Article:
It’s no secret that moving is an emotionally taxing life event. Even if you’re excited about your move (who wouldn’t be excited about moving to the lake?), it can still be highly stressful. There are so many things to consider — and even more factors when you’re moving out of state. Whether you’re in the process of moving or just thinking about it, we’re here to help you cover the basics.
Update Your Address
This one might go without saying; it’s important to update your address when moving out of state. First, you can fill out the change of address form on the USPS website. This will forward mail from your old address to your new one. You’ll also receive discounts at places like Bed Bath and Beyond for all your new home essentials. Don’t forget to change your address on your bank account, credit cards, and subscription platforms like Netflix. Finally, remember to change the address of your voter registration. Voting in your new state and getting involved in local politics will allow you to be more integrated into your community.
Learn the New Tax Rates
Once you update your address, your zip code and house number aren’t the only things that change — so do your taxes (hopefully, they change in your favor!). When moving out of state to a lake house, many people pick lake homes in states with lower tax rates. For example, lakes in Tennessee will not come with a state income tax, although you will still have to pay the federal tax. Other states without income taxes include Texas, Washington, and Florida. Keep in mind that if it’s the middle of the year, you will have to pay taxes in both states, which can get confusing.
Switch Your Licenses
If you drive a vehicle, this is one of the first things you should do when moving out of state. The grace period between moving and updating your license can range anywhere between 10-30 days, so be sure to check state requirements. Given the short turnaround time, it’s best to make an appointment with the DMV before your move. This way, you can avoid the long lines, which are ubiquitous across states. Lucky for lake homeowners, though, one thing that does not need to be updated is your boating license. If you take a boating test approved by the NASBLA, the National Association of State Boating Law Administrators, these certificates are valid in all 50 states.
Understand the Lake Fees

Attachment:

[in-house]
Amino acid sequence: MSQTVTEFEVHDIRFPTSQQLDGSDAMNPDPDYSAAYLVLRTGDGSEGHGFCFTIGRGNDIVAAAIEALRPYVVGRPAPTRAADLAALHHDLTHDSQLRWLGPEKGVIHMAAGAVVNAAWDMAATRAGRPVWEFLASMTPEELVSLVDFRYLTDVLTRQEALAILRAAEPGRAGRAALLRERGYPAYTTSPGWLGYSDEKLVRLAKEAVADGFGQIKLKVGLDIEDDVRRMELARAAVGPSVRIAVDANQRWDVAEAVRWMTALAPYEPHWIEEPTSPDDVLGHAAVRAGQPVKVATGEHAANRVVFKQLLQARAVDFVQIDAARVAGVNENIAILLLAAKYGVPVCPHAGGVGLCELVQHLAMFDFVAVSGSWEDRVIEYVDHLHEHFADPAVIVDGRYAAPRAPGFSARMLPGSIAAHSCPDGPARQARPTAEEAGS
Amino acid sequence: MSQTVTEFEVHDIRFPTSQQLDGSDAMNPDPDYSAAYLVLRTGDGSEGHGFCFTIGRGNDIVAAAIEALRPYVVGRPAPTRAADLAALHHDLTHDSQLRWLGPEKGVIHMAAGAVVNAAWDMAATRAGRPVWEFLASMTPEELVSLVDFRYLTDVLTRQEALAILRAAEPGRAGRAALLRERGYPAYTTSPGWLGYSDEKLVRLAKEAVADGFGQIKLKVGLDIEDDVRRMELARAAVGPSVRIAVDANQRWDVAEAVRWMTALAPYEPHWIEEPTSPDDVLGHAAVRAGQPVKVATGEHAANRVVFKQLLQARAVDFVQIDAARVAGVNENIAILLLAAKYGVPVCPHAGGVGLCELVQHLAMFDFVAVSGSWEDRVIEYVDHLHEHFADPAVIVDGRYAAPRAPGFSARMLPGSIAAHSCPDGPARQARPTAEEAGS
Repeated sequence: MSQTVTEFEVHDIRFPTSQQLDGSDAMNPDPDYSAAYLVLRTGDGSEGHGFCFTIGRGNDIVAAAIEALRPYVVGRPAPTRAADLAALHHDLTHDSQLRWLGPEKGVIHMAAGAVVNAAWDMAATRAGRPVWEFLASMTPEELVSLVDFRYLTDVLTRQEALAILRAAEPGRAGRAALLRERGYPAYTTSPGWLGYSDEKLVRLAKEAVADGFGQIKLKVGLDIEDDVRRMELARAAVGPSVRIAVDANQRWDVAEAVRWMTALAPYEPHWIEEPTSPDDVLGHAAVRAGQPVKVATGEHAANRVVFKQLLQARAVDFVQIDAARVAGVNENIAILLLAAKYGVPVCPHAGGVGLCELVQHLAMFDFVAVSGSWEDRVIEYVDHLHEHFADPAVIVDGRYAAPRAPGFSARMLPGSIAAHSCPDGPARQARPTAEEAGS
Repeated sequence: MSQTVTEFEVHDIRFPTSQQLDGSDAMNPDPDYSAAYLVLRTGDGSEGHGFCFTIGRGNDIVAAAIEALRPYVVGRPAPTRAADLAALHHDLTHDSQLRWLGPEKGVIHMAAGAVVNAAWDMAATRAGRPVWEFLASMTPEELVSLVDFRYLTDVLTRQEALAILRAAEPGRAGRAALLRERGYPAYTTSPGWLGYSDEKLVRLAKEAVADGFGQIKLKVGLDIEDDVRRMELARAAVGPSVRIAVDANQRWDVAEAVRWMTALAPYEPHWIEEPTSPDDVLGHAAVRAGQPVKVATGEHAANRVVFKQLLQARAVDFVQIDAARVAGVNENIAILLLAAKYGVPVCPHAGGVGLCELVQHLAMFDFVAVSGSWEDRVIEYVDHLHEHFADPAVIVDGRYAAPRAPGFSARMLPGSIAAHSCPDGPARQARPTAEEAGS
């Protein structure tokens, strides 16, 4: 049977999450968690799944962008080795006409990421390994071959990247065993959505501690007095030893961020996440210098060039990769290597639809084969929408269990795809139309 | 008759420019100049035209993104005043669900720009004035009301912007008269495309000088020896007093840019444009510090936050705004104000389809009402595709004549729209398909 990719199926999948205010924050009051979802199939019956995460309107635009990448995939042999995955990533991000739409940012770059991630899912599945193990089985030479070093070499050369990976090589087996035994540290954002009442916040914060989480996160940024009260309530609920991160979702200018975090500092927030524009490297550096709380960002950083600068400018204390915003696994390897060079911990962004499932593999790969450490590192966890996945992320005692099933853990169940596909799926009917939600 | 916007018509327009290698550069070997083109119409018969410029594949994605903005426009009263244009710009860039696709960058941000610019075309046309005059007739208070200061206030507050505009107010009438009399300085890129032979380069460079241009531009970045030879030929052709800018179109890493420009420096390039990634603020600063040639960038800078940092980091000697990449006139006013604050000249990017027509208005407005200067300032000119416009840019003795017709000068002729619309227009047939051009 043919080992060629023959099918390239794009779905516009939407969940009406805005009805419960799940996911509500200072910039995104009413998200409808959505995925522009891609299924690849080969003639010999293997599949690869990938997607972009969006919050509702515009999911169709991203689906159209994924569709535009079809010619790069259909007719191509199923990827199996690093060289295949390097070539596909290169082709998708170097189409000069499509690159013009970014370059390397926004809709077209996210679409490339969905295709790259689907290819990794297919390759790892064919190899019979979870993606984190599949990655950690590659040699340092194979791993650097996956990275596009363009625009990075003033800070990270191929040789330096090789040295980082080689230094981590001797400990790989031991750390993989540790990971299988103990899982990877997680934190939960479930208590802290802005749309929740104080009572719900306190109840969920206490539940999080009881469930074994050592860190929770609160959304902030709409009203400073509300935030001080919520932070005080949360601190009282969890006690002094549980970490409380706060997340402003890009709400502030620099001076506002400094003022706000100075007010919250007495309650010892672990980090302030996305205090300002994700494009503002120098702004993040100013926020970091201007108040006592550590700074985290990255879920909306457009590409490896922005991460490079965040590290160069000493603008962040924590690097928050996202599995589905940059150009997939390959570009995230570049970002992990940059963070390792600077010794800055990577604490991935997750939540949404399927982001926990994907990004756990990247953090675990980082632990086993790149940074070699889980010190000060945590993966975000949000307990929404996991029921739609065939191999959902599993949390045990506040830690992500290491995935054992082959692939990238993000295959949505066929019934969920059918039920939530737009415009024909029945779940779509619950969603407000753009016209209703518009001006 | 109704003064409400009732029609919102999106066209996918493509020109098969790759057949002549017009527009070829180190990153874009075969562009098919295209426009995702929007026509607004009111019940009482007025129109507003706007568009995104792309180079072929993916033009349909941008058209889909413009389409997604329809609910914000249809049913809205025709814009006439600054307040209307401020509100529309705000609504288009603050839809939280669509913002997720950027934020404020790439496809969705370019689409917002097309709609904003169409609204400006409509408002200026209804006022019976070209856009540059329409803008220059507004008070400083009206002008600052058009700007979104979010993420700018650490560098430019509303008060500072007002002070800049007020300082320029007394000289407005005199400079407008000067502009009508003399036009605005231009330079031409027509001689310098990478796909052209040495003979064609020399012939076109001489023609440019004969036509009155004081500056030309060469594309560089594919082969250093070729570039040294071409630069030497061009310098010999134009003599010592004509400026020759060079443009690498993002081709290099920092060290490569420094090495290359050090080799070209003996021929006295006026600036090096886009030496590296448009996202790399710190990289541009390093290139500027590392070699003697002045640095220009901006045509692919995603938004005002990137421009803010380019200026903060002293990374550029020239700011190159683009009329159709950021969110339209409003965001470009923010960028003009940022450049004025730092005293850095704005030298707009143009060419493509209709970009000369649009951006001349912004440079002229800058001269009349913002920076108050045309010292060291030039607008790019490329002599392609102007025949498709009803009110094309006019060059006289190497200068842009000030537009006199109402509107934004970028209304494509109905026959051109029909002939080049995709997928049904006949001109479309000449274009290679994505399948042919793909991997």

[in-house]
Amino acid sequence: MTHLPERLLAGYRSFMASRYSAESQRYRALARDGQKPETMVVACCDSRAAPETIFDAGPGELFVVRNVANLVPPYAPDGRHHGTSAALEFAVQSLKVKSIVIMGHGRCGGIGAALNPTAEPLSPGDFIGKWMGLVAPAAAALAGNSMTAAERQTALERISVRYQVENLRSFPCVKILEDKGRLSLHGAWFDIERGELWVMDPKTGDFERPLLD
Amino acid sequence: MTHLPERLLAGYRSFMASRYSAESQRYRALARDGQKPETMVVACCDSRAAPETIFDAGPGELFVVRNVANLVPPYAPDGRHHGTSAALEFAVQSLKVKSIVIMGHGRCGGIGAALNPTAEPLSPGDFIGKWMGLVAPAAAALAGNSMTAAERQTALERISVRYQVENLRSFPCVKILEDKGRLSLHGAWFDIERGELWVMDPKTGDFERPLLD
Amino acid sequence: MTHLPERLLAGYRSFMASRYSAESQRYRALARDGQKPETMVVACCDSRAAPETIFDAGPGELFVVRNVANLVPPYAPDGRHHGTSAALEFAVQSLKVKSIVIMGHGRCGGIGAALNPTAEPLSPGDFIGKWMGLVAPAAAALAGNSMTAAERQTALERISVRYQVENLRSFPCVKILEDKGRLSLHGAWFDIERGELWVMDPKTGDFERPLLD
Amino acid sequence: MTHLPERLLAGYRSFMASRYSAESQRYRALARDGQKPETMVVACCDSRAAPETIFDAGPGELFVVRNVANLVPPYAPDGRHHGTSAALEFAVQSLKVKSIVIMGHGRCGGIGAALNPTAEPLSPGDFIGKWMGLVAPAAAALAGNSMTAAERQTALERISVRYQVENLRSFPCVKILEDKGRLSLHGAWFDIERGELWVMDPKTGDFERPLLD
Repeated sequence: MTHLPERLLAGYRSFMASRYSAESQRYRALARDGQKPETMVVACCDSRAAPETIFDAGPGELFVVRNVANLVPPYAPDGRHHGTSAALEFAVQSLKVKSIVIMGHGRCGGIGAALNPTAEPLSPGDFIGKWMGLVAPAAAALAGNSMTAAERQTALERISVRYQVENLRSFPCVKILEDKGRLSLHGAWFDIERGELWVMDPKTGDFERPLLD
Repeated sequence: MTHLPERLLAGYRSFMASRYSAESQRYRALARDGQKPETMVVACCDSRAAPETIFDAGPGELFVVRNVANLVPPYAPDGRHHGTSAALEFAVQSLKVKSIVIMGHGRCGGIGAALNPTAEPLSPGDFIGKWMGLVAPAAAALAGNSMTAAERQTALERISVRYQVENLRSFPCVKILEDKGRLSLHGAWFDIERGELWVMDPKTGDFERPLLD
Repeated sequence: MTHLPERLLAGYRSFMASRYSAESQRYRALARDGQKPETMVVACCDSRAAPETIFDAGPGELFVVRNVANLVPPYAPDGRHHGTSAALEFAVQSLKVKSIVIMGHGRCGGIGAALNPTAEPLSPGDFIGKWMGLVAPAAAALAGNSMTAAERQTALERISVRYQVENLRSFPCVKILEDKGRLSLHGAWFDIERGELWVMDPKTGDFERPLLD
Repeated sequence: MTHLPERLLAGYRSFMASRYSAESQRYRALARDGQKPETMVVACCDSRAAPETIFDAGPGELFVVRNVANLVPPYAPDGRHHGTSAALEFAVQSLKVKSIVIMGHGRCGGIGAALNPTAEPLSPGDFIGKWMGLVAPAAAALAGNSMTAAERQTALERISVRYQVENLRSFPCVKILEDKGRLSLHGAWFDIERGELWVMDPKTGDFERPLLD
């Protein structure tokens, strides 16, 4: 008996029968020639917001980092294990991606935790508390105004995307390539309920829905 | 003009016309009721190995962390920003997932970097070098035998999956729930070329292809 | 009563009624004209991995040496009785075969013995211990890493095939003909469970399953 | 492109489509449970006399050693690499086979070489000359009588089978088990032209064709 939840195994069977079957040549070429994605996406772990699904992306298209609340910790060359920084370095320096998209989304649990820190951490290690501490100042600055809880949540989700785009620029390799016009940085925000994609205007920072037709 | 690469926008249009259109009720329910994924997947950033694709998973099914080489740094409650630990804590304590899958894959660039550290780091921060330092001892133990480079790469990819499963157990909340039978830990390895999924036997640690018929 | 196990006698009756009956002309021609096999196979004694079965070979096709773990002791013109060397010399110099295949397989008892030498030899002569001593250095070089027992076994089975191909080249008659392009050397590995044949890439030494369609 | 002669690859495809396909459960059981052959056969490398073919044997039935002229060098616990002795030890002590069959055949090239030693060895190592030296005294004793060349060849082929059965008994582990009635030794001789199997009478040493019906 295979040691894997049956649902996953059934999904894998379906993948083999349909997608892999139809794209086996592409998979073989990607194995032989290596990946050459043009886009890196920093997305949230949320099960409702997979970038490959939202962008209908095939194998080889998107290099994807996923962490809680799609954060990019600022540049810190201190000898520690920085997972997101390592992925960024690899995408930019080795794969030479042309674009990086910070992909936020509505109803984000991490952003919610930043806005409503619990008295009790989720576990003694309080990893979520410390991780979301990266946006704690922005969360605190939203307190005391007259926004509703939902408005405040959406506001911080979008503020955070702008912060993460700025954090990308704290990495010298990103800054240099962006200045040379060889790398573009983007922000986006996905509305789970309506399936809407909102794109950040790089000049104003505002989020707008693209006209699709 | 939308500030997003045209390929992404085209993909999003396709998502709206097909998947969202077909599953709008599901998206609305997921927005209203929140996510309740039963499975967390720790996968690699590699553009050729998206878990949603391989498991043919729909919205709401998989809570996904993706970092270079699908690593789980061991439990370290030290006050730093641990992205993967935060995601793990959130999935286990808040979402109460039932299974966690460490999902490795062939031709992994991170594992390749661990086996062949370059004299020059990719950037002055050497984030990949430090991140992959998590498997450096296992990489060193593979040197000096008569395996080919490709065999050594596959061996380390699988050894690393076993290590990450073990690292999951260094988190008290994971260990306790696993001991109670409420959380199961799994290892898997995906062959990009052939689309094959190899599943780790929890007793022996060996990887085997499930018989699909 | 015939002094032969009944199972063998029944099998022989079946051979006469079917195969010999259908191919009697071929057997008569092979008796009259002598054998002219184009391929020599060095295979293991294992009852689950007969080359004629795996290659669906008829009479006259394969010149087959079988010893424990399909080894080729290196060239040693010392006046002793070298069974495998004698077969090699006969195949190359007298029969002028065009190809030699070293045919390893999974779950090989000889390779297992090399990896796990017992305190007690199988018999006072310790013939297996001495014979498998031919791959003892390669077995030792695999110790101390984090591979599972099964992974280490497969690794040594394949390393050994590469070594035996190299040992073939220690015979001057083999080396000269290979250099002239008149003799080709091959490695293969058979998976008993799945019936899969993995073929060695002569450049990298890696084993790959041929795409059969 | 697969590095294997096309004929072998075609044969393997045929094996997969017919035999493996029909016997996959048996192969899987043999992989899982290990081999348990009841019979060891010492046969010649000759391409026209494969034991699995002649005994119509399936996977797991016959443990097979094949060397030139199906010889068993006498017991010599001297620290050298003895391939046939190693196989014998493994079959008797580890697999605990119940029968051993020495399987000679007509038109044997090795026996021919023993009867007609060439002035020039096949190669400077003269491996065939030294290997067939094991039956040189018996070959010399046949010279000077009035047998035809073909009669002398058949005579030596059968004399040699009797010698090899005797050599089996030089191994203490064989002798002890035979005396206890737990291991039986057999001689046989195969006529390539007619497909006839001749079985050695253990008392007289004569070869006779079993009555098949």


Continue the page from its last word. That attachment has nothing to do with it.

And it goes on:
If you’re moving to a house with lake access, specific fees can add up. But this depends on who owns your lake. The U.S. Army Corps of Engineers owns many larger lakes. Their interests are preserving wildlife, maintaining flood control, and other public concerns. On Army Corps lakes, living in a home with direct lake access can be expensive because owning a boat dock comes with a fee. There may even be certain size limits on boat docks, so be sure to check the regulations before visiting. On the other hand, homeowners associations (HOAs) control many smaller lakes in the country. Since they do not share the same public concerns as Army Corps lakes and are more focused on recreation, there are different regulations. Usually, you’ll need to get approval for the construction of a boat dock, and membership fees may be required.
Find New Healthcare Providers
If you’re moving out of state, you’ll need new health insurance. For those of us who are self-employed (a freelance business working remotely from a lake house? Sounds perfect!), you’ll need to alert the health insurance marketplace about your move and search for a health insurance agent to assist you. If you have health insurance through your job, you’ll need to find new healthcare providers in your network.
Searching for providers can be difficult for those who live on the lake, especially if your lake house is in a remote location. As such, choosing a lake house with close proximity to a hospital is an important consideration, especially if you’re moving for retirement. However, this doesn’t mean you have to choose an urban lake. For example, Tellico Lake in Tennessee is in a remote community with a 45-minute driving distance from the city of Knoxville, home to the University of Tennessee’s Medical Center. Even if you aren’t someone with routine medical needs, it’s best to be prepared for the future.